March 11th, 2014 — 10:11pm
There I am, in a time before I can remember. Chubby and cheery, with an awesome hat, hanging out with my mom. Life didn’t get much better than that. (Thanks, Sis, for sending this picture to me.)
I feel unreasonably cheerful today. Cheerful, hopeful, sure of something and I don’t even know what it is. Could be the sun and mildness: it’s something like 30 or 40 F. Above zero. I haven’t minded the winter at all–I’ve loved it in all its drama and extremity–but also it was thrilling to walk to the hardware for masking tape (twice) wearing just a down vest over shirt sleeves for a coat. And shoes. Just shoes, not swampers. Thick soled clunky shoes, sure, but shoes. And I saw pavement.
What I kept thinking as I looked at this photo this afternoon, contemplating today’s out-of-nowhere cheer, is–again–how lucky I am. I had a happy childhood. My parents wanted kids; they devoted their lives to me and my siblings. For me my childhood has always been a well I can go back and drink from. It’s a stable base to jump from. I learned how to be happy in childhood. Yes, I did also learn (in childhood and on my own) how to be unhappy, but I had lessons I don’t even remember in security and cheer. There’s that cowboy hat being clutched with such panache to prove it.
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March 9th, 2014 — 6:05pm
A strawberry waffle with bacon and a Mexican omelette.
Today’s specials were so good-looking, I had to take a picture. (Thank you Nikki and Craig, for letting me photograph your breakfasts.) I’ve been serving plates like these out of Rick’s kitchen for twenty three years, and the artistry of it never gets old to me. Each Mexican omelette isn’t just an omelette. It’s the omelette.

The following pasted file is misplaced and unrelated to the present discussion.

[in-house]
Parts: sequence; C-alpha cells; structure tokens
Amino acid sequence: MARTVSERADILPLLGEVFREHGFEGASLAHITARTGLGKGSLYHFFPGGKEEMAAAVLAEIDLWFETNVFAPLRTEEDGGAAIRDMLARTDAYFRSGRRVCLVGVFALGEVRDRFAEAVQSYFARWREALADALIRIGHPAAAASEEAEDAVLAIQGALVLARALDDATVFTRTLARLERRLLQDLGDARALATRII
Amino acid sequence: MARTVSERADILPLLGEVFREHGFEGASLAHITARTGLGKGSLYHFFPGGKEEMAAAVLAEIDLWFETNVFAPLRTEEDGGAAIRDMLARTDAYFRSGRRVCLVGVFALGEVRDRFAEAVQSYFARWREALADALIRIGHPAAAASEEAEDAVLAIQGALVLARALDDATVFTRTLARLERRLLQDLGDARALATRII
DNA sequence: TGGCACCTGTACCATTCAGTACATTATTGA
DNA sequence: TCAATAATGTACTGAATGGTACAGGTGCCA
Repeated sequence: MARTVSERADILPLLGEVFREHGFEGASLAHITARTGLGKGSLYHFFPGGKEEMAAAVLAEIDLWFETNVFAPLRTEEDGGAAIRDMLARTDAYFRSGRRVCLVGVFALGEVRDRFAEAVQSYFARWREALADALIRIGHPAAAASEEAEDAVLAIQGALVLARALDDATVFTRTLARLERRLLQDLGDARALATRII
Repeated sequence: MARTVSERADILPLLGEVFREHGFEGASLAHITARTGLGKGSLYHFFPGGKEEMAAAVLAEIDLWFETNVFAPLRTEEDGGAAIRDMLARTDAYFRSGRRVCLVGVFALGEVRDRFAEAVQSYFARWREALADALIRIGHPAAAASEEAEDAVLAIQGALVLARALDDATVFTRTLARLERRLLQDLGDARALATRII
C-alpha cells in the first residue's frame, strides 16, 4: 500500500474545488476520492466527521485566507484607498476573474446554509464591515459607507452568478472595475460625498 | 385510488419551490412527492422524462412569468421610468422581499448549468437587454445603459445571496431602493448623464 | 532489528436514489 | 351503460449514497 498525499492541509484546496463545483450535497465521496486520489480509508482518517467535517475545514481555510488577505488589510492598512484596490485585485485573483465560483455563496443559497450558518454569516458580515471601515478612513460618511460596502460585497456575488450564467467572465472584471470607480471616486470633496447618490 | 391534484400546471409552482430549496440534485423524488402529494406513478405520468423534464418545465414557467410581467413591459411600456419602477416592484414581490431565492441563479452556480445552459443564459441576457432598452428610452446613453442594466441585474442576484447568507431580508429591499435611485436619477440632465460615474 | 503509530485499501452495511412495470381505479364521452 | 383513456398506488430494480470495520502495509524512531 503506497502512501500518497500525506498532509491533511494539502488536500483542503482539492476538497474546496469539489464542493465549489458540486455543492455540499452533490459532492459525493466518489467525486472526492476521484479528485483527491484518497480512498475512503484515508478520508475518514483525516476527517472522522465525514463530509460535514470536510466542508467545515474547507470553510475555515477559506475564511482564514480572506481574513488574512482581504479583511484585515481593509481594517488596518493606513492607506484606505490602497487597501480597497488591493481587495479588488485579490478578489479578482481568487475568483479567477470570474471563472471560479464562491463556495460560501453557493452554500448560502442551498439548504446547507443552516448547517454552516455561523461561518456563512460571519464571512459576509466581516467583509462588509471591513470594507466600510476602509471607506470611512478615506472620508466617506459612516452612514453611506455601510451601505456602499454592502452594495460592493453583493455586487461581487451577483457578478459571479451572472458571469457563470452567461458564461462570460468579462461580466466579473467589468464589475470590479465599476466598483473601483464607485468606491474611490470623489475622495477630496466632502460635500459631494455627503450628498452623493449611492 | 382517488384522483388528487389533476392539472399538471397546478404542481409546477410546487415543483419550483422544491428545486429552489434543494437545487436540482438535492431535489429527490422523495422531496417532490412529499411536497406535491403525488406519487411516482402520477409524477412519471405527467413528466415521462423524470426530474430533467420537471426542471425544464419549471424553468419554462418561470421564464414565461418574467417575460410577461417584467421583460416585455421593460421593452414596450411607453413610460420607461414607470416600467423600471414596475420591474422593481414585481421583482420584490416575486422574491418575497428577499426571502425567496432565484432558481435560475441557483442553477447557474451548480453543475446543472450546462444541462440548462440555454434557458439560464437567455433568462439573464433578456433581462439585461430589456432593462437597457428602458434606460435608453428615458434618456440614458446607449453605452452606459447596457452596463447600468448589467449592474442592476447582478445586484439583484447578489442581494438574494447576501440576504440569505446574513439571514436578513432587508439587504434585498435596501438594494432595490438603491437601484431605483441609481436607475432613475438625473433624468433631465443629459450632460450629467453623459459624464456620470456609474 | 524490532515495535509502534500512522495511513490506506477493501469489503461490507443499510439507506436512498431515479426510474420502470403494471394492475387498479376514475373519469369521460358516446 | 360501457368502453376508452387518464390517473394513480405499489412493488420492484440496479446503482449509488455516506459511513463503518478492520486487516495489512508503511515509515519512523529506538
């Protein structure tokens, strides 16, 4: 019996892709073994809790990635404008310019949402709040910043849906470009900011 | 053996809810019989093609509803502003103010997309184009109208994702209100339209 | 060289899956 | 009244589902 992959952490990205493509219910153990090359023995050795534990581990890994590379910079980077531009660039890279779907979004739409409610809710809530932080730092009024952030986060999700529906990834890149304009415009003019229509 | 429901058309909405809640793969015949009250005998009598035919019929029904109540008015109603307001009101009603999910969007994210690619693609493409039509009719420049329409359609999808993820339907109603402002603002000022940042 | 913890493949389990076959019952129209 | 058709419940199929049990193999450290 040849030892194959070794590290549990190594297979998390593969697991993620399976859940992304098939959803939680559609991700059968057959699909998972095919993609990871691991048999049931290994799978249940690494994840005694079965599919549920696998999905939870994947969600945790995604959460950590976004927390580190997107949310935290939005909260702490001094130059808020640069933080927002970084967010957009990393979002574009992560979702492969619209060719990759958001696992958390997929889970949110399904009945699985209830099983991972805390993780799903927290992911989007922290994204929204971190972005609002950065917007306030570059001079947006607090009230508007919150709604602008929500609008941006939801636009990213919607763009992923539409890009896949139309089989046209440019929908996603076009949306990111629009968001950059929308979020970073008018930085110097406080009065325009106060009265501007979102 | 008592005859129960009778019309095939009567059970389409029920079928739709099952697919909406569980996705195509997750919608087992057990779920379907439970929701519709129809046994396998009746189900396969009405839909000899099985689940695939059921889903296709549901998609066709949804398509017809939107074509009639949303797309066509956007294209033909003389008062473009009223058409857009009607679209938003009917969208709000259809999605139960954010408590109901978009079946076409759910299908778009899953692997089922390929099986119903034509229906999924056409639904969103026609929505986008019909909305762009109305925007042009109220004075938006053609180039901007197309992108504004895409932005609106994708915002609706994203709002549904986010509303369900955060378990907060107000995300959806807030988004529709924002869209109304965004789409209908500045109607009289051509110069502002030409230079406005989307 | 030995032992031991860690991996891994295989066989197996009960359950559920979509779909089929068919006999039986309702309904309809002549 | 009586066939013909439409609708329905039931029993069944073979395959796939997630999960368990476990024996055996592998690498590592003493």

I was thinking as I took the photo that my mom would’ve loved either of these meals. If she could see this blog, she’d say, “Oh! Yum! Send me one of those!”
I appreciate the many condolences and kindnesses given me since her unexpected death early in December. I remain in many ways wordless. I’m in here; I’m thinking; I just don’t know what to say. As I told one friend, I believed I was a thoughtful adult and have found out I’m a foolish orphan instead. A lucky orphan, though, I know that. My mother was a fantastic parent. She was stable, judicious, and loving. I had her for a long time. Forty seven years. Old enough to grow up, you’d think.
I mourned my dad’s death deeply when he passed away sixteen years ago but was still unprepared for the depth of my confusion in the wake of my mother’s passing. Not only general metaphysical confusion–because my mom was such a linchpin in our family; because she was something of a medical miracle in so many ways and kept surviving things pretty handily; because women in her family live to be not just old but really old: 95, 100, 102–but also basic physical confusion. Forgetting things I don’t forget. (Payday; tax day; the bills.) Putting my clothes on inside out or backwards. Notes or emails received, letters sent, phone calls made or neglected. It’s true that mourners live in a different country than the unbereaved. Communication between the two lands is often faint and confused.
Some days are flat, some are sad, some are fine. Some are fine. My mom would’ve wanted that, approved of it. And some are not, which she would have also understood and appreciated.
“my feet will want to walk to where you are sleeping
I shall go on living.”
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